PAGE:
The rail regulator was yesterday accused of making an "an unlawful grant of state aid" by allowing competing services on the flagship East Coast Main Line run by Great North Eastern Railways (GNER).
The train operator urged the High Court judge Mr Justice Sullivan to quash the decision made in March this year by the Office of Rail Regulation (ORR), the independent statutory body which regulates the rail industry.
The ORR granted two train operators, Hull Trains and Grand Central Railway, the right to run "open access" passenger services on the east coast route. GNER, which has operated services on the line between London and Scotland for nearly a decade, argues that Hull Trains and Grand Central will be charged less than GNER for access to the same rail network for the provision of equivalent services.
GNER is seeking a declaration that the charging scheme is "unlawful and discriminatory" in favour of the two other companies. Rabinder Singh QC, for GNER, said at the start of an estimated week-long hearing that the regulator had "fundamentally erred in law".
The ORR is contesting the case, and Hull Trains and Grand Central are represented as interested parties.
Last year, GNER beat off three rivals to retain the franchise for the east coast route. Under the contract GNER will pay £1.3bn to the Treasury over the life of the seven-year franchise if performance targets are met. Senior directors at GNER have made it clear that its ability to pay such a premium is called into question by the ORR's decision.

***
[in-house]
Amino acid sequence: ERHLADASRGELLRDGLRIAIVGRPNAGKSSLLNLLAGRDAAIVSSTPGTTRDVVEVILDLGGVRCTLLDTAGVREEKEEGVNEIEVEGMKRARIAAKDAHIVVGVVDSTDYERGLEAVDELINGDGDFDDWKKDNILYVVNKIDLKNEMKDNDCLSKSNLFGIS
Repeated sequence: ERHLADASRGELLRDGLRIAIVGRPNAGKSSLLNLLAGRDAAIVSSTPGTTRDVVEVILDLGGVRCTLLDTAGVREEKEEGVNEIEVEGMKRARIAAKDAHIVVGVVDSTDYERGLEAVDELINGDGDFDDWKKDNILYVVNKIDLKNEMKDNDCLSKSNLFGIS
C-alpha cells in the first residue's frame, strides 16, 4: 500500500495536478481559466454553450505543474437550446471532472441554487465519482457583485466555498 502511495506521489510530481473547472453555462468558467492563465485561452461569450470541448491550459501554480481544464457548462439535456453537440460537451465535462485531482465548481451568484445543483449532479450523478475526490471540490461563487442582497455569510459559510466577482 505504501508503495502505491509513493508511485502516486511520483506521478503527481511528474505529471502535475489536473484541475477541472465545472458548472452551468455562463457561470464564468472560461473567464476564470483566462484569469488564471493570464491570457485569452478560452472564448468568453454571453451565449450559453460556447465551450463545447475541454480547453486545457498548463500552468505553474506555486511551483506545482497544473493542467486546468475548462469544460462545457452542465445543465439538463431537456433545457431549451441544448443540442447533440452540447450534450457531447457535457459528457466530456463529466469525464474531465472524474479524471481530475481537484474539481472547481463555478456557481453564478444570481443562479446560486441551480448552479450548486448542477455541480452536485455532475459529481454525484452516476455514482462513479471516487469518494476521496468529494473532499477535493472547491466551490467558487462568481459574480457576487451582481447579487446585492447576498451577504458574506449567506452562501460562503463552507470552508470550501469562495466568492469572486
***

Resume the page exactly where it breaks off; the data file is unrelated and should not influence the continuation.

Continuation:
An "open access" operator only has to pay a variable, Government-set charge to access the railway infrastructure, whereas GNER, as the franchise operator, must pay both the variable and a fixed track access charge.
The ORR granted applications by Hull and Grand Central for track access, but rejected a GNER application for additional services between London King's Cross and Leeds - which was part of its franchise commitment - unless Network Rail was able to find additional network capacity.
GNER argues that all companies should pay an "equivalent" amount for access to the rail network for equivalent services.
During the hearing this week the ORR will say that challenges to its policies are "misconceived and unmeritorious". It argues that the challenge is aimed at decisions taken by the ORR "many years ago and which have been consistently and openly applied by it, in relevant circumstances, ever since".
The hearing will continue today.Reuse content